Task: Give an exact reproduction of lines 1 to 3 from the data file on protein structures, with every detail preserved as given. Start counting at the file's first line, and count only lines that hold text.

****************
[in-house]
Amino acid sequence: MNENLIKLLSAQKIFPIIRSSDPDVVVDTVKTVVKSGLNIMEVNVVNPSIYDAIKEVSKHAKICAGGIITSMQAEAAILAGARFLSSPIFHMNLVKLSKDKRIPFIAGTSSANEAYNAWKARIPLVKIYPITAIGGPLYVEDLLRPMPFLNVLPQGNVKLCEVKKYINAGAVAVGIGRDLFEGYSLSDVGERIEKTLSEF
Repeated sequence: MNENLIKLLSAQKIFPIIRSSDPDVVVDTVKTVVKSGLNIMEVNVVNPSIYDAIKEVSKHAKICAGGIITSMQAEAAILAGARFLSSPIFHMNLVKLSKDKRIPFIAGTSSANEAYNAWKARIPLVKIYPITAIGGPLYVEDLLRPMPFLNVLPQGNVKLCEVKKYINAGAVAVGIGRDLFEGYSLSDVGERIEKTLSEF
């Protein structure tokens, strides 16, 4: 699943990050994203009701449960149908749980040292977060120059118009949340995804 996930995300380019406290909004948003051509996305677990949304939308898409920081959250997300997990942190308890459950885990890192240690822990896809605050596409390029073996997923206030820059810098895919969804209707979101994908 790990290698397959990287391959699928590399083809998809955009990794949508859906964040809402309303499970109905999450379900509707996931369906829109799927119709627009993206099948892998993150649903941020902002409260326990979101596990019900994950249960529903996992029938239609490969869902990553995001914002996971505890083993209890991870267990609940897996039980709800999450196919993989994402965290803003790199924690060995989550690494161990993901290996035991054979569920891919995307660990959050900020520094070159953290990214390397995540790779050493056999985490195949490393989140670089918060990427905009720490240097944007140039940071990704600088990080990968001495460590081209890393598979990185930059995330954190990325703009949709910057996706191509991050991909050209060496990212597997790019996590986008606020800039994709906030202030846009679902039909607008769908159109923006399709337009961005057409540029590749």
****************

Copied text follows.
[in-house]
Amino acid sequence: MNENLIKLLSAQKIFPIIRSSDPDVVVDTVKTVVKSGLNIMEVNVVNPSIYDAIKEVSKHAKICAGGIITSMQAEAAILAGARFLSSPIFHMNLVKLSKDKRIPFIAGTSSANEAYNAWKARIPLVKIYPITAIGGPLYVEDLLRPMPFLNVLPQGNVKLCEVKKYINAGAVAVGIGRDLFEGYSLSDVGERIEKTLSEF
Repeated sequence: MNENLIKLLSAQKIFPIIRSSDPDVVVDTVKTVVKSGLNIMEVNVVNPSIYDAIKEVSKHAKICAGGIITSMQAEAAILAGARFLSSPIFHMNLVKLSKDKRIPFIAGTSSANEAYNAWKARIPLVKIYPITAIGGPLYVEDLLRPMPFLNVLPQGNVKLCEVKKYINAGAVAVGIGRDLFEGYSLSDVGERIEKTLSEF